NetApp FAS Storage Systems Offer Data OnTap Technology
NetApp its updated FAS midrange storage system lineup Nov. 5 with the introduction of its versatile FAS3220 and FAS3250 arrays, designed for both storage area network (SAN) and network-attached storage (NAS) environments.
The platform offers support for high-speed, low-latency flash and nondisruptive operation and is aimed at enterprises and midsized businesses that are consolidating operations onto a shared storage platform.
NetApp runs its home-developed operating system, OnTap, throughout its product portfolio, so NetApp shops don't have to learn anything new as far as storage admin is concerned.
"As you add new architectures and modules and drop in new layers of technology, they've got to be very simple to manage," NetApp Marketing Director Nathan Moffett told eWEEK. "As you grow, the number of (storage) administrators that are managing it cannot grow exponentially."
The FAS3200 series platform can be tailored for virtualized, private cloud or traditional environments, requiring only a few terabytes of storage to over 2 petabytes in a single system. When clustered, the FAS infrastructure can scale performance and capacity across 24 storage nodes, providing performance and capacity scale while delivering nondisruptive operations by enabling transparent upgrades, system replacements and performance balancing.
"Because we run the same version of the operating system (ONTap) up and down the lineup, so the way data gets provisioned, managed, deduped is the same, whether it's on the smaller system or a larger system," Raj Das, NetApp Senior Solution Product and Partner Manager of Cloud Solutions, told eWEEK. "This is a huge part of our value proposition -- the simplicity of how we manage data."
To facilitate expansion and allow system customization, the two systems also include up to three times the number of PCIe expansion slots, which can be used to support network cards, Flash Cache cards and additional storage connectivity.
NetApp Flash Cache, which is a controller-based PCIe card, speeds data access through intelligent caching of recently read user data and metadata in the storage controller. The systems also provide other storage efficiency features that apply to both primary and secondary storage, which the company said allows companies to reduce disk purchases by half.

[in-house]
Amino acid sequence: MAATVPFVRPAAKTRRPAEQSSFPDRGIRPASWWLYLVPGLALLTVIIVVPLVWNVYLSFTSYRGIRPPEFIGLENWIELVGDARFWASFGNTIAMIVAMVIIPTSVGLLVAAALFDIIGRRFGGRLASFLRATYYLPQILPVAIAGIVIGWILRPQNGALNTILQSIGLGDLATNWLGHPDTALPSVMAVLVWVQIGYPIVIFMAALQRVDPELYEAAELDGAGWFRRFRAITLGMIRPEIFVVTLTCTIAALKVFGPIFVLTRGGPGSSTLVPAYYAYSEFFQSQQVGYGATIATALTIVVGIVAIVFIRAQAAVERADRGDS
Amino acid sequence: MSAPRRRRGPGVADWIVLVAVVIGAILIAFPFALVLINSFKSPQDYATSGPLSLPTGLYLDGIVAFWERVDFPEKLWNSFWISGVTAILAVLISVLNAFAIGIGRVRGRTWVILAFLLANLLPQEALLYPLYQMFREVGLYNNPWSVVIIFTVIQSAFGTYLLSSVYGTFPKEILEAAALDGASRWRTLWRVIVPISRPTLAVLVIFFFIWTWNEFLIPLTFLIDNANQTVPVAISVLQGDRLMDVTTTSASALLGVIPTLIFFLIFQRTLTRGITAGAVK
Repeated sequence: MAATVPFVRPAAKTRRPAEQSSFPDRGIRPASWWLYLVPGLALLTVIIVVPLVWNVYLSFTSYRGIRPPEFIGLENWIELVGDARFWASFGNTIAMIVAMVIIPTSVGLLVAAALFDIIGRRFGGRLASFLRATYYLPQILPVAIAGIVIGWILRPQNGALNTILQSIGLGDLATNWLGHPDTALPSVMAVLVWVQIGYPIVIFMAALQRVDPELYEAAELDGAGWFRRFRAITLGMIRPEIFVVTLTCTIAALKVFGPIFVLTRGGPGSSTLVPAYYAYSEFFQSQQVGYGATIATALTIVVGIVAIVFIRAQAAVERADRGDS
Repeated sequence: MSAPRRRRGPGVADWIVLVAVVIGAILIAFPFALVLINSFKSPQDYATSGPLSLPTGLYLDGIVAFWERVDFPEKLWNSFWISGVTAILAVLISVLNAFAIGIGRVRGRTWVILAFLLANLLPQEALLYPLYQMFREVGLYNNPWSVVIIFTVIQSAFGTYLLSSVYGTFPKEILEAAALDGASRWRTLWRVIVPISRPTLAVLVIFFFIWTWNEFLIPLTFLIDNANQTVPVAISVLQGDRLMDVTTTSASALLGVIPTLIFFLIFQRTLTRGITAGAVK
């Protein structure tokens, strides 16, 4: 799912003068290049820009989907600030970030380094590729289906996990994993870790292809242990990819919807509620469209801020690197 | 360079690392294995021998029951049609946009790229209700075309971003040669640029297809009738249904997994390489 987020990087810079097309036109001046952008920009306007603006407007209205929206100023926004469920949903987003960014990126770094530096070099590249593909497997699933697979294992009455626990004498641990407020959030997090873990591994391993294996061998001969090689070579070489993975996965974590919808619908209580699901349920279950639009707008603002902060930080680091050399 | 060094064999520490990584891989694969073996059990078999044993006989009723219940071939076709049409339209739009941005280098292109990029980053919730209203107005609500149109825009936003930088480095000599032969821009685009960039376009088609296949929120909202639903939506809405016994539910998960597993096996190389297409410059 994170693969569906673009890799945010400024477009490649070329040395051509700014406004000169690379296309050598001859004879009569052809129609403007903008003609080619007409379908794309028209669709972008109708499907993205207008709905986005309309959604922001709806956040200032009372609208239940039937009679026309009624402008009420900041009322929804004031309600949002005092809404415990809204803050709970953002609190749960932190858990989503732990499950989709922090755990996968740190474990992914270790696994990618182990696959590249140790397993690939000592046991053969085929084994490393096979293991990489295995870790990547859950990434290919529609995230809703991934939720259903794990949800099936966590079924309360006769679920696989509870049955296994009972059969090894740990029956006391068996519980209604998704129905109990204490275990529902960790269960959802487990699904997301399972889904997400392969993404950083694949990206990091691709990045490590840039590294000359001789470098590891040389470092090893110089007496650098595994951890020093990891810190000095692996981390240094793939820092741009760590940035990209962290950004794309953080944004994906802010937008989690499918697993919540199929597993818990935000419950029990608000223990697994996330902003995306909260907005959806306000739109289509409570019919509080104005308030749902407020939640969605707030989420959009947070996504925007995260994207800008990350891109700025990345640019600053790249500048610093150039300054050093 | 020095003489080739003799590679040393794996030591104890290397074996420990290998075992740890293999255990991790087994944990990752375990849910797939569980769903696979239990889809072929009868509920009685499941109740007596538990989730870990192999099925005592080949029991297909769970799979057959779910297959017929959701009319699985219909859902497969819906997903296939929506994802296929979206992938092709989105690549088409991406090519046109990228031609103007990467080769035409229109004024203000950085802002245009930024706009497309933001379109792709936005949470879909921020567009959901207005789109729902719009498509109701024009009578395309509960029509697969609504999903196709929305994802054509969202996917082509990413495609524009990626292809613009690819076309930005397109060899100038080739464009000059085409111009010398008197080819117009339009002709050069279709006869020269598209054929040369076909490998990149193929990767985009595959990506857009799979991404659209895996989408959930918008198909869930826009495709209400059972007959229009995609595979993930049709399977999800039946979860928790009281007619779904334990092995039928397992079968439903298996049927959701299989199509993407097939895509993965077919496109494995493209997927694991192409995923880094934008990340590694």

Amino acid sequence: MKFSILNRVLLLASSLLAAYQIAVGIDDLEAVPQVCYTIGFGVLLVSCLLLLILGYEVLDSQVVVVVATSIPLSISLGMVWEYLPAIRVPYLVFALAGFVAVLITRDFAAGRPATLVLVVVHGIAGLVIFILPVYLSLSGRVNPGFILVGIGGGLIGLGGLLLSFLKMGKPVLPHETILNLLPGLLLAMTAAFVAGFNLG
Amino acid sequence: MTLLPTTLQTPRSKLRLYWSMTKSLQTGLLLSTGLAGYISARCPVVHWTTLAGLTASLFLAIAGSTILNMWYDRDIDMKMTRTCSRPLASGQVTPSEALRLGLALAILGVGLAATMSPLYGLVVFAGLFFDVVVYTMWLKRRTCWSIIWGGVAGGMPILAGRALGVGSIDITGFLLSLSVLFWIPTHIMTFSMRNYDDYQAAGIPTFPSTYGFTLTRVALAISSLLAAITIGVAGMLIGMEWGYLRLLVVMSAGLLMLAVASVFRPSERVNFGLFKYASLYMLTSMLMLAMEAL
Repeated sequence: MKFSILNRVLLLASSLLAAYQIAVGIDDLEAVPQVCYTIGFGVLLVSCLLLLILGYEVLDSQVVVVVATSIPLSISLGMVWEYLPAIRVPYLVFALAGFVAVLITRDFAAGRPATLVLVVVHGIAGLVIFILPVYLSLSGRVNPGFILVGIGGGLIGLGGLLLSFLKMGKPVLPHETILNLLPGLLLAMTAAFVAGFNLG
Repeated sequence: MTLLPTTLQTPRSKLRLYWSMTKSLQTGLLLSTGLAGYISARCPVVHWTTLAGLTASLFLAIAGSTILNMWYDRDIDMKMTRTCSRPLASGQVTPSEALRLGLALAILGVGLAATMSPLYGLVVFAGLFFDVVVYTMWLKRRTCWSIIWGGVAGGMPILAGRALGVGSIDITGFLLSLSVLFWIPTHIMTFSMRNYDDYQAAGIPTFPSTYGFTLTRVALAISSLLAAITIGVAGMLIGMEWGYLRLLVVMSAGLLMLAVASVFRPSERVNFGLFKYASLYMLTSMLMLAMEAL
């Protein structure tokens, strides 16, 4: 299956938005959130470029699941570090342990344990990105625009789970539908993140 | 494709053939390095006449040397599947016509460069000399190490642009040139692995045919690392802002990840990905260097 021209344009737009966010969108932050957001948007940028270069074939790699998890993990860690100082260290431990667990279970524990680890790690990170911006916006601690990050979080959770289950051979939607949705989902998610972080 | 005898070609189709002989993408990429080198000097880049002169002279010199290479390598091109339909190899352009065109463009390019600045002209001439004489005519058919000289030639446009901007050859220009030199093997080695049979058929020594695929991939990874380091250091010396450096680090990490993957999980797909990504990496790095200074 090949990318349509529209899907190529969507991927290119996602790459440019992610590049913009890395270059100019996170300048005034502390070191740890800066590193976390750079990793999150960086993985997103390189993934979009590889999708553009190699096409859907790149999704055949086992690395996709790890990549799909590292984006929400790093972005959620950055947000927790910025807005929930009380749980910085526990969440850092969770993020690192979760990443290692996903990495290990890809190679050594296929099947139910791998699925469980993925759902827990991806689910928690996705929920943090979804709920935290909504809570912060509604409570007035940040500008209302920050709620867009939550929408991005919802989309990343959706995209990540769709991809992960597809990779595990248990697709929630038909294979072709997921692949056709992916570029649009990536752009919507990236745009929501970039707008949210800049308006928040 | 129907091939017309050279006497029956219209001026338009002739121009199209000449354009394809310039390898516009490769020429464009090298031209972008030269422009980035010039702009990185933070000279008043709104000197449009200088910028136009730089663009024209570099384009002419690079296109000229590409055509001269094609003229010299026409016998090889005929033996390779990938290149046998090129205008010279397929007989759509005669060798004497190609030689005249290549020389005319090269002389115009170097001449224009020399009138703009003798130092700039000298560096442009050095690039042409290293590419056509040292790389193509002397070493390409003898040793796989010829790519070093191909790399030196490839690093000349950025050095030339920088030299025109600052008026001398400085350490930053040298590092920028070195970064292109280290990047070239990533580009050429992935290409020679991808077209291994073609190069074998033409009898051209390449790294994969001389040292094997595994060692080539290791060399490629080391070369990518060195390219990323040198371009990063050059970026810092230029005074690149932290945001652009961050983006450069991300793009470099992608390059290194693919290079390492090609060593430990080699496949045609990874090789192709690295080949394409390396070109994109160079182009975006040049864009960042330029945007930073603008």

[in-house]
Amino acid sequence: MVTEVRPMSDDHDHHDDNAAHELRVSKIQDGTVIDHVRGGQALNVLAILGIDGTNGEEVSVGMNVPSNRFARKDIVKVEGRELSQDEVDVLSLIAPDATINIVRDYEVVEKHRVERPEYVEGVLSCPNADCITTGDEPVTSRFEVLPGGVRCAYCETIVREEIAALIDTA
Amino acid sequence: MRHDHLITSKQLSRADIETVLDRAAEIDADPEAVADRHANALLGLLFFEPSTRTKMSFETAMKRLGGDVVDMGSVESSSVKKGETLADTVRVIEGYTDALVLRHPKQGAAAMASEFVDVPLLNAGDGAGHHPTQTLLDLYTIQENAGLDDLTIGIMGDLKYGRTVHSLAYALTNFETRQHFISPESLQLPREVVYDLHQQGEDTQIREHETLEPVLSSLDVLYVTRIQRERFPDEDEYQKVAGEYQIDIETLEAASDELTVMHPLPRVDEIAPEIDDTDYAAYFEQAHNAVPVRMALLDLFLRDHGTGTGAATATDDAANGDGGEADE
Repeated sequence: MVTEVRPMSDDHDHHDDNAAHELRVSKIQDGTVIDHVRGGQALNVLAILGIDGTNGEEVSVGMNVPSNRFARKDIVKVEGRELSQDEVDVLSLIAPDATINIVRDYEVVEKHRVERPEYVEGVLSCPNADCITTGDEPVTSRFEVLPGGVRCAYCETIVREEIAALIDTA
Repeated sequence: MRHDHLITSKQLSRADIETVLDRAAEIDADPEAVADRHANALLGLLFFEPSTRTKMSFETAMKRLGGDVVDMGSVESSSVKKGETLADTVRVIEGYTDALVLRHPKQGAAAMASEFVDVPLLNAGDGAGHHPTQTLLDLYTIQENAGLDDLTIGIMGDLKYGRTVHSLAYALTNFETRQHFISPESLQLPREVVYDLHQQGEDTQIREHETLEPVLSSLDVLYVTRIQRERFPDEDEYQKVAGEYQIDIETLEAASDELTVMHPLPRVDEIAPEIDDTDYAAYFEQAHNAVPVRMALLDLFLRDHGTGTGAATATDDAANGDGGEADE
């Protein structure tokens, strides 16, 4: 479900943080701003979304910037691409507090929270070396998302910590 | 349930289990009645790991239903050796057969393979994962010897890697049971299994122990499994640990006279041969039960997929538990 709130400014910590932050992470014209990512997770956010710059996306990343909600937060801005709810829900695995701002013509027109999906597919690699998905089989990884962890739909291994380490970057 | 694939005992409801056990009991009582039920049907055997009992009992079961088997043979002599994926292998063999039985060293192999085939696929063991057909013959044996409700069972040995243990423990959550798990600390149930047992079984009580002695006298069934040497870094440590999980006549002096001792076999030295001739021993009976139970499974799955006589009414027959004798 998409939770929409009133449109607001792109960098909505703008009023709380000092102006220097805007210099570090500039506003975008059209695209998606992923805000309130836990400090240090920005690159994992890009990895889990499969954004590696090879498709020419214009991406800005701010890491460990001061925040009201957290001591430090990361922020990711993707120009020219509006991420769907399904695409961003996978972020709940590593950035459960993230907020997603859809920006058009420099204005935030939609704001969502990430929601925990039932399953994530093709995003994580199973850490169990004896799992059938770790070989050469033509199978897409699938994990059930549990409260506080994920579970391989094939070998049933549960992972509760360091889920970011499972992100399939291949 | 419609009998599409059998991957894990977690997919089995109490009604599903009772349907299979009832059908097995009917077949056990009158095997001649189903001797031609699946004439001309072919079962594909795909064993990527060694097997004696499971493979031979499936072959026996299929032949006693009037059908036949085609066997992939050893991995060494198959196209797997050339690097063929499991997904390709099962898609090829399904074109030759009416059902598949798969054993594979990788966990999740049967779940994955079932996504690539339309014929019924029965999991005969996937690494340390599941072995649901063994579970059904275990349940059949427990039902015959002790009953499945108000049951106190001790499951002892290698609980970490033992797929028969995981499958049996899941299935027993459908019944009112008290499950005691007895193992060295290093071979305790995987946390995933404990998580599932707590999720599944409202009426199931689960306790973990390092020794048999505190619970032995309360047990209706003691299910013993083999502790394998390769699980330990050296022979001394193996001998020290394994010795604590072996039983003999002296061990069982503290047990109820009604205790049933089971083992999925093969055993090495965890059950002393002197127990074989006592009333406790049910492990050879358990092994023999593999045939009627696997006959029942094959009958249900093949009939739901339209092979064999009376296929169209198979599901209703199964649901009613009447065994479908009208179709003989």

“The growth and management of data continue to present a challenge for IT. Midsized businesses and enterprises are looking for the building blocks that will create a flexible infrastructure that can scale, perform and deliver results to meet that challenge,” said Brian Babineau, Enterprise Strategy Group vice president of research and analyst services. “Today’s announcement introduces a new level of performance-driven systems that help organizations create a strong technology platform to grow as needed.”
The company’s Data OnTap storage operating system, which clusters data, enables the FAS3220 and FAS3250 to operate as a shared pool of resources, which results in improved scalability and performance, simplified management and the ability to transparently migrate application data. The platform offers data protection, scalability, thin provisioning, deduplication, thin clones, Snapshot copies, backup and disaster recovery.
The Flash Pool is a software feature within Data OnTap that enables automated storage tiering across combinations of solid-state disks (SSDs) and traditional hard-disk drives (HDD) based on traffic patterns, which can improve performance under load without requiring users to migrate data in demand.
The Flash Accel software product leverages flash technology on the server to deliver I/O throughput gains of up to 80 percent and average response time improvements of up to 90 percent, according to a company release.
Both systems are currently available through the company’s network of authorized resellers, distributors and systems integrators. Until April, the company is offering NetApp zero percent financing for customers who are trading up to the newly released FAS3200 systems.
eWEEK Editor Chris Preimesberger contributed to this story.